Sunday, May 7, 2006

Ever since President Bush unveiled his first guest worker plans early in his first term, employer claims of labor shortages have dominated the economic side of the national immigration debate. Without an ever-greater inflow of immigrants, representatives of numerous industries have warned, their sectors literally will run out of workers. Indeed, these business leaders insist, U.S. immigration policy has been so restrictive they have been forced to hire illegal immigrants to stay in business and thereby keep the economy growing.

These views, and related calls to open U.S. borders wider, have been reinforced by much of the conventional wisdom surrounding the American economy. The native-born population’s birthrate is relatively low and consequently this population is aging and stabilizing. Moreover, as President Bush and his allies keep repeating, legal and illegal immigrants alike are mainly doing “the jobs Americans won’t do” — physically demanding labor in low-paying but essential industries.

Yet the most important statistics available show conclusively that, far from easing shortages, illegal immigrants are adding to labor gluts in America. Specifically, wages in sectors highly dependent on illegals, when adjusted for inflation, are either stagnant or have actually fallen.

Both textbook economics and common sense teach that wages are a surefire measure of labor market abundance or shortage. When labor is genuinely scarce, and too many employers are chasing too few workers, businesses typically bid wages up in the competition to fill jobs. When too many workers are chasing too few jobs, employers typically cut wages, confident that beggars can’t be choosers. Labor Department data reveal that the wage-cutting scenario is exactly what has unfolded recently throughout the economy’s illegal immigrant-heavy sectors.

Take restaurants. According to the Pew Hispanic Center, illegal immigrants comprise 17 percent of the nation’s food preparation workers, 20 percent of its cooks, and 23 percent of its dishwashers. National Restaurant Association spokesman John Gay recently told the press his industry will need about 1.9 million workers in the near future though he “doesn’t know where they will come from.” According to data from the U.S. Bureau of Labor Statistics (BLS), though, inflation-adjusted wages for the broad Food Services and Drinking Establishments category fell 1.65 percent between 2000 and 2005.

Urging Congress to loosen immigration controls, Marriott International Chairman J.W. Marriott Jr. insists the hospitality industry “needed a supply of immigrant workers to fill jobs” and condemned those “in Congress [who] want to criminalize the undocumented and their employers.” Ten percent of the nation’s hotel workers are illegal immigrants, the Pew Center estimates. But the BLS data show their inflation-adjusted wages fell nearly 1 percent from 2000-2005.

In the booming construction industry, illegal immigrants make up some 12 percent of the work force. But from 1993 — when median home prices began surging at a record pace — through 2005, inflation-adjusted wages in the sector rose only 3.02 percent. And from 2000 to 2005 — the height of the boom — inflation-adjusted wages actually fell 1.59 percent.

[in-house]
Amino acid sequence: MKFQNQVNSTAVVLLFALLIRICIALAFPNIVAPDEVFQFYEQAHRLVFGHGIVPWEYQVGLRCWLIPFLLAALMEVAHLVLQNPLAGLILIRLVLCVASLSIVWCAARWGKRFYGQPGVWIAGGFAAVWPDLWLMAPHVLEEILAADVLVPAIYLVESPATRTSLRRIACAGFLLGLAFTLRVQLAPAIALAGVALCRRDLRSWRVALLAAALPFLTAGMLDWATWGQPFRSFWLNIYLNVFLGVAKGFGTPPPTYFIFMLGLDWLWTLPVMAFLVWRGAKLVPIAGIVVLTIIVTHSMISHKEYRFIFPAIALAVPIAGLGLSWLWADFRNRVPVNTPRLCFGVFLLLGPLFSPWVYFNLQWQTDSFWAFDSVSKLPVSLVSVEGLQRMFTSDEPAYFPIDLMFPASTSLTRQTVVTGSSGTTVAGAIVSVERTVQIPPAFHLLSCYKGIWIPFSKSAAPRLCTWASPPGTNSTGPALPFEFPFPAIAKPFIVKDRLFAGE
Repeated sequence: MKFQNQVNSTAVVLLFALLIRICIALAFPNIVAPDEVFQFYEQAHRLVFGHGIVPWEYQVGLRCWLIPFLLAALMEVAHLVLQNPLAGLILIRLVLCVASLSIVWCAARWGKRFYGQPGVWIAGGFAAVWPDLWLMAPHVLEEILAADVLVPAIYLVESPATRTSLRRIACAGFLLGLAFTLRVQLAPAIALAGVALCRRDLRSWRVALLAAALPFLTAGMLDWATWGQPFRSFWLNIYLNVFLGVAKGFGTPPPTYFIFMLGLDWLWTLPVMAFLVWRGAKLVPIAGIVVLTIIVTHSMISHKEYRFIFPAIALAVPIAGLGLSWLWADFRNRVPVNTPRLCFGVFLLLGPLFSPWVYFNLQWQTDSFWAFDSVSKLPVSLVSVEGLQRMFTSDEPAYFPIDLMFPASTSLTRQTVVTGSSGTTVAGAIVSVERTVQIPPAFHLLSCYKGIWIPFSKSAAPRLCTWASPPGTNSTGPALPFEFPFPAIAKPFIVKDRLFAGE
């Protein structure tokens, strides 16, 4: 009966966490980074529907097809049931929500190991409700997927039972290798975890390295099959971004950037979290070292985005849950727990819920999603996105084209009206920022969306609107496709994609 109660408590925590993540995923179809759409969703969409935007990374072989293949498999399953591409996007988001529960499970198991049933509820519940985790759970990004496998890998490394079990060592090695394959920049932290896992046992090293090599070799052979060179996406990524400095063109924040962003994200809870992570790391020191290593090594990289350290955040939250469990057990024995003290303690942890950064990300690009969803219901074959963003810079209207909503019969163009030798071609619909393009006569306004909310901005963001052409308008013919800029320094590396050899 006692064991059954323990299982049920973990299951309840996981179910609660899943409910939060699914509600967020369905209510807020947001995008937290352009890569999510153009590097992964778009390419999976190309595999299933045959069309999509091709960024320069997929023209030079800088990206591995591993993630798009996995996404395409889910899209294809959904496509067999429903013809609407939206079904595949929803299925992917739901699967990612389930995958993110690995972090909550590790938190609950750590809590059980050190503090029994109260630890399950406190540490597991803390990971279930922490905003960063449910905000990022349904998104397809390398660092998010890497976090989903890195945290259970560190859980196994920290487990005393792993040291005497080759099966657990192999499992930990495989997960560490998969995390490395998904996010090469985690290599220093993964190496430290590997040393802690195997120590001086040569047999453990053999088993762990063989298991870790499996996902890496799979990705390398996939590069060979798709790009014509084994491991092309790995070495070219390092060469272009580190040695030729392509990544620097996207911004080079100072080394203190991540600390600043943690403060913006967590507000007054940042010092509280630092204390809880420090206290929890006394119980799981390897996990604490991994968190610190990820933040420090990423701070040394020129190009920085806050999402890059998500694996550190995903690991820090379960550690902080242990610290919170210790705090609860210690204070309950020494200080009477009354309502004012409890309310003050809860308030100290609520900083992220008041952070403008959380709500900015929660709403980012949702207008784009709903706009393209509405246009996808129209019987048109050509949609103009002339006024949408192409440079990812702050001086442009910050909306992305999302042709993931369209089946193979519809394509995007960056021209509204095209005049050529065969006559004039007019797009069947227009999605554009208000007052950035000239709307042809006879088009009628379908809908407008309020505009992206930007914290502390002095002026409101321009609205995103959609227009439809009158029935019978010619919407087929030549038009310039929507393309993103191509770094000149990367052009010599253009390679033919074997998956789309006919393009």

Illegal immigrants are even more prominent in food manufacturing, where they comprise 14 percent of the workers. From 2000 to 2005, inflation-adjusted wages in this sector dropped 2.24 percent. And in the “animal processing and slaughtering” subcategory, where Pew research contends illegals make up fully 27 percent of all workers, inflation-adjusted wages fell 1.41 percent between 2000 and 2005.

Similar figures emerge for many other illegal immigrant-heavy sectors as well, ranging from dry cleaning and laundry services, to parking facilities, golf courses and country clubs.

Examining more closely the pattern within the 2000-2005 period provides compelling evidence illegal immigrants have been used deliberately to force down wages. In most industries that use illegal immigrants heavily, inflation-adjusted wages rose modestly during the first years of the current decade. Yet soon after, they dropped significantly. Obviously, the nation’s restaurateurs, hoteliers, contractors and cleaners decided paying workers $12 per hour and often less, with few or no benefits, was outrageous. In response, they stepped up efforts to bring Mexican and Central American labor markets and standards into the United States.

The wage trends in illegal immigrant-heavy industries make it clear these sectors are not facing shortages of native-born workers. They’re facing shortages of native-born workers who will accept poverty-level pay. If the president and Congress have any interest in ensuring American immigration policy helps raise and not depress living standards, they’ll tell these employers to stop the special-interest pleading and do what their predecessors throughout U.S. history have done: Raise pay high enough to attract the U.S. workers you need, and if your business models aren’t good enough to accommodate living wages, invest in developing new labor-saving technologies.

Denying pauper-wage industries the crutch of a wage-depressing flood of illegal immigrants is essential for keeping the United States a high-wage, First World economy. It is also essential for offering real economic opportunity to legal immigrants and native-born low-income Americans.

Alan Tonelson, a research fellow at the U.S. Business and Industry Council Educational Foundation, is a columnist for the Web site and author of “The Race to the Bottom.”

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